Protected persons: Processing applications for permanent residence – Admissibility
This section contains policy, procedures and guidance used by IRCC staff. It is posted on the department’s website as a courtesy to stakeholders.
Special measures are currently in effect due to the disruption of services associated with impacts of the novel coronavirus (COVID-19). See further instructions:
On this page
- Extrinsic information and procedural fairness
- Criminality assessments
- Security screening
- Protected temporary residents class
- Eligibility for permanent resident status in the PTR class
- Medical examination
- Temporary resident permit (TRP)
- Inadmissible applicant or family member
Before granting permanent residence to a protected person, it is necessary to ensure certain objectives are met. These are
- to offer safe haven to persons with a well-founded fear of persecution based on Refugee Convention grounds, as well as those at risk of torture or cruel or unusual treatment or punishment [A3(2)(d)];
- to protect the health and safety of Canadians and to maintain the security of Canadian society [A3(2)(g)]; and
- to promote international order, justice and security by denying access to Canadian territory to persons, including protected persons, who are security risks or serious criminals.
To meet the first objective, protected persons are exempt from some of the grounds of inadmissibility that apply to others seeking permanent residence. The other objectives are met by requiring all persons to undergo medical and security clearances prior to being granted permanent residence.
Protected persons, and the family members included in their application for permanent residence, may be granted permanent residence unless they are inadmissible under the following provisions: A34, A35, A36(1), A37 or A38(1)(a) or (b). Note that the inadmissibility of a family member has no bearing on the admissibility of a protected person. However, it is essential that family members in Canada who were not included in the protected person’s positive IRB decision have their immigration history/status looked into.
Extrinsic information and procedural fairness
Extrinsic information is
- information that is from a source other than the applicant; and
- information that the applicant does not have access to or is not aware of, and that is being used in the decision.
Officers are required to inform the applicant in writing of any extrinsic information being used in the decision. Applicants must be given the opportunity to respond to this matter by providing any information they would like to have considered. The letter should describe the extrinsic information and, if applicable, detail how this information differs from that provided by the applicant, to the extent that this information could be viewed as a misrepresentation of a material fact and/or render the applicant ineligible for permanent residence.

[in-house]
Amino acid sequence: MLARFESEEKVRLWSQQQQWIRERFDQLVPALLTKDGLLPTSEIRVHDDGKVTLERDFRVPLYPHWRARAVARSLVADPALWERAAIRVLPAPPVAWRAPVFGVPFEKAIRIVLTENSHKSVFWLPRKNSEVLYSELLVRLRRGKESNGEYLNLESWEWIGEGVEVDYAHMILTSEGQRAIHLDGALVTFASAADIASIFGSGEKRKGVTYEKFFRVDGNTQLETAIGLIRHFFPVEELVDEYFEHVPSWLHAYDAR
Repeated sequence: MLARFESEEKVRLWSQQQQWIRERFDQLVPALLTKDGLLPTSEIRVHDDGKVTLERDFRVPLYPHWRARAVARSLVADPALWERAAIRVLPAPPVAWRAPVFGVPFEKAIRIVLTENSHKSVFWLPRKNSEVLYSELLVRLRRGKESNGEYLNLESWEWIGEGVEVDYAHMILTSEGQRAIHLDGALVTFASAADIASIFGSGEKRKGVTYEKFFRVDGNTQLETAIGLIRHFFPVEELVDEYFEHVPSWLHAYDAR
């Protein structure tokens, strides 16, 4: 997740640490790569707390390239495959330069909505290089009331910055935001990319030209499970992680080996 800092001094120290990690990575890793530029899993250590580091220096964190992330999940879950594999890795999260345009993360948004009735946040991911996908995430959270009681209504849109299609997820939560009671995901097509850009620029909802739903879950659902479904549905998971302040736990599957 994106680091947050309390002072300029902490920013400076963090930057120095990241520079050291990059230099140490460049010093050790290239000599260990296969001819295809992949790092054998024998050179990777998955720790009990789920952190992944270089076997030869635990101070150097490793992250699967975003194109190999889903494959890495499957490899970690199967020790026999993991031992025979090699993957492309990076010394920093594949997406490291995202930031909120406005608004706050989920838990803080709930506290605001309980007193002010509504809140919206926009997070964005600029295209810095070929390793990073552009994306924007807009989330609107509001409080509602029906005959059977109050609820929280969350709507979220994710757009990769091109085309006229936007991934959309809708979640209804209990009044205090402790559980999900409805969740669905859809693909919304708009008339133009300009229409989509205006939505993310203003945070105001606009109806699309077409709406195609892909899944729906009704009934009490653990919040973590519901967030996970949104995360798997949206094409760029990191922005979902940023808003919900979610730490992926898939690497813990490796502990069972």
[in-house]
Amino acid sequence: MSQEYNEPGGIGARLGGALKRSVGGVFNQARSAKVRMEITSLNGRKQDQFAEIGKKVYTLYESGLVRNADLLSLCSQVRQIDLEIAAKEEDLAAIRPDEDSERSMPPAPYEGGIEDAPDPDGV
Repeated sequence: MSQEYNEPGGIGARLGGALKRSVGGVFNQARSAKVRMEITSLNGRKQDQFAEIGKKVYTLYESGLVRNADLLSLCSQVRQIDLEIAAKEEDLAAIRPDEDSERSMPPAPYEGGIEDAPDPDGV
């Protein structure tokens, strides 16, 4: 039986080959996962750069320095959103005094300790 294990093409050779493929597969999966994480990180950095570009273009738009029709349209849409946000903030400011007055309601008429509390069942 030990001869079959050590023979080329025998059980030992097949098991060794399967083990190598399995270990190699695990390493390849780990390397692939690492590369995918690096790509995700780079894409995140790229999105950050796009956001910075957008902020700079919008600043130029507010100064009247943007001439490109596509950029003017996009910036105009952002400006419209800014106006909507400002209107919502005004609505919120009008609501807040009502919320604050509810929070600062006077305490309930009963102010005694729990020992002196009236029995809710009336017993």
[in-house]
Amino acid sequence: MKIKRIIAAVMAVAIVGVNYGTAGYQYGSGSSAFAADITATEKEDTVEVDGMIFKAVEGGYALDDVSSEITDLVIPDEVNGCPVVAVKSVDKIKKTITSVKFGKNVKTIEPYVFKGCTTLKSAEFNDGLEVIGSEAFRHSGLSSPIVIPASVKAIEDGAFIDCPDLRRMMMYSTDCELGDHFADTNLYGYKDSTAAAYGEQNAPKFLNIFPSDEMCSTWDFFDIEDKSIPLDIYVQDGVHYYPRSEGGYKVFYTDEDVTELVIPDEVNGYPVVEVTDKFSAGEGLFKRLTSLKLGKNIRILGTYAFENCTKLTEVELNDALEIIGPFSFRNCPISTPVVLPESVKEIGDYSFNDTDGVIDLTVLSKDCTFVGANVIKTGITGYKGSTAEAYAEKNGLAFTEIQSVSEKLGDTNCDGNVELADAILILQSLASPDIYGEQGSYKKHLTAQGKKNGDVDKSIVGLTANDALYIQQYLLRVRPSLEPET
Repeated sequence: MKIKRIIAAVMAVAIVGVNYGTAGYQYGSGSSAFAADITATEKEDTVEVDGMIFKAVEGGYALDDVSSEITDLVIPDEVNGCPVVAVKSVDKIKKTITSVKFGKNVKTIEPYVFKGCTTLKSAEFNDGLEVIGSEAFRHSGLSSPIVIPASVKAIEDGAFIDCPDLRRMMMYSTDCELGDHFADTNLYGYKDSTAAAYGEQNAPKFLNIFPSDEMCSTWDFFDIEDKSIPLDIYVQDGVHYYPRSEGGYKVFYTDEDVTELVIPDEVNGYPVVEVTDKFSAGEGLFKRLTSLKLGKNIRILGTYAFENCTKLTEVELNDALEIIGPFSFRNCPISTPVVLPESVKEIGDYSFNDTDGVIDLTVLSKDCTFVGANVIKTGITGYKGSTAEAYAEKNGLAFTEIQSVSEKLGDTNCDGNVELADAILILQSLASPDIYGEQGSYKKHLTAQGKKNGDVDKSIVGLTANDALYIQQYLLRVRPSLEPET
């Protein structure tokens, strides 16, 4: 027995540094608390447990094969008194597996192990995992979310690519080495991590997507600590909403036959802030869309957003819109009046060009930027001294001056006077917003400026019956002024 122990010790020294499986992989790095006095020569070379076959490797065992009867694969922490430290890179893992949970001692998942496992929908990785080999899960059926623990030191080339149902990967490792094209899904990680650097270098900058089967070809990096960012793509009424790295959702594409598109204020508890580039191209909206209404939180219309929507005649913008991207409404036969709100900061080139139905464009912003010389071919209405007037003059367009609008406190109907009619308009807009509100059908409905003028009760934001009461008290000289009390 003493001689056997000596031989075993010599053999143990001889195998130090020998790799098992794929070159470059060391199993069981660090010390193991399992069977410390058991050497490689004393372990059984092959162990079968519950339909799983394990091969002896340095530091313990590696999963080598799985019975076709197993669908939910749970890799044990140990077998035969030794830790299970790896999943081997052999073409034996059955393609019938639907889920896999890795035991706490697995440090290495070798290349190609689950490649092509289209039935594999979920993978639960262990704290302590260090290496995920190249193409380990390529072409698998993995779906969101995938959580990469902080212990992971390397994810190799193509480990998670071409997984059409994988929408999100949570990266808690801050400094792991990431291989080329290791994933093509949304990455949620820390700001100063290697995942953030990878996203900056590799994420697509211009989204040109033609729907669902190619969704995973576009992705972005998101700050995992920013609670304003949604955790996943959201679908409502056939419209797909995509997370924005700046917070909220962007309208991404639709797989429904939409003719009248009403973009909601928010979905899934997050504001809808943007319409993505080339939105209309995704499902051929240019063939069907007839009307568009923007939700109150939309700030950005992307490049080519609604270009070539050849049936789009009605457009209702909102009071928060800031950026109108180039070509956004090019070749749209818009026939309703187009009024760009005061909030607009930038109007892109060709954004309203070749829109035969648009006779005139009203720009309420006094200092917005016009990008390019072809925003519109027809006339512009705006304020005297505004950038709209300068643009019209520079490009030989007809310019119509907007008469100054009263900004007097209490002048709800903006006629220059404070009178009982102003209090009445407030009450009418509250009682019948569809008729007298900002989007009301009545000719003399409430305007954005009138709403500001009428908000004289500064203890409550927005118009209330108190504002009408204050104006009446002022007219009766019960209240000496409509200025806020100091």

Applicants should be instructed to write to the office within 60 days of the date of the letter and be advised that failing to do so will result in a decision based on the information on file, including the extrinsic information. Applicants must also be informed that an extension of the 60-day time period is possible if they contact the office immediately with a satisfactory explanation and an indication of the length of extension they require.
Background checks must be conducted for all applicants and their accompanying family members 18 years of age or older to ensure that they have not become inadmissible since their arrival in Canada. The Royal Canadian Mounted Police (RCMP) conducts screenings for criminal records on behalf of IRCC.
Applications with adverse criminal information should be referred to an officer for further review. If it is determined that an applicant may be inadmissible on serious criminal grounds, the officer must transfer the file to the applicable IRCC local office for further processing. If the application is refused, the client must be advised of the decision in writing.
Police certificates, clearances, or records of non-conviction are required for all applicants 18 years of age and over for both the country
- of residence before coming to Canada (unless this was the country of persecution), if the applicant has resided there for 6 months or more
- where the applicant has spent most of their adult life since the age of 18 (unless this was the country of persecution)
Note: Police certificates are not to be requested from the countries from which the applicant sought protection. Doing so risks signalling to the country of alleged persecution that the protected person is in Canada (contrary to our Refugee Convention obligations) and may expose family and friends in that country to risk.
An officer may still request additional police certificates for any additional countries in which the applicant may have resided if there are concerns that rise to the reasonable grounds to believe threshold.
These checks are used to help an officer make a criminality admissibility determination. If it is determined that an applicant may be inadmissible on serious criminal grounds, the officer must transfer the file to the applicable IRCC local office for further processing. If the application is refused, the client must be advised of the decision in writing.
Security, Human or International Rights Violations (HIRV), or Organized Crime
Background and security checks must be conducted for all applicants and their accompanying family members 18 years of age or older to ensure that they have not become inadmissible since their arrival in Canada.
Protected temporary residents class (PTR class)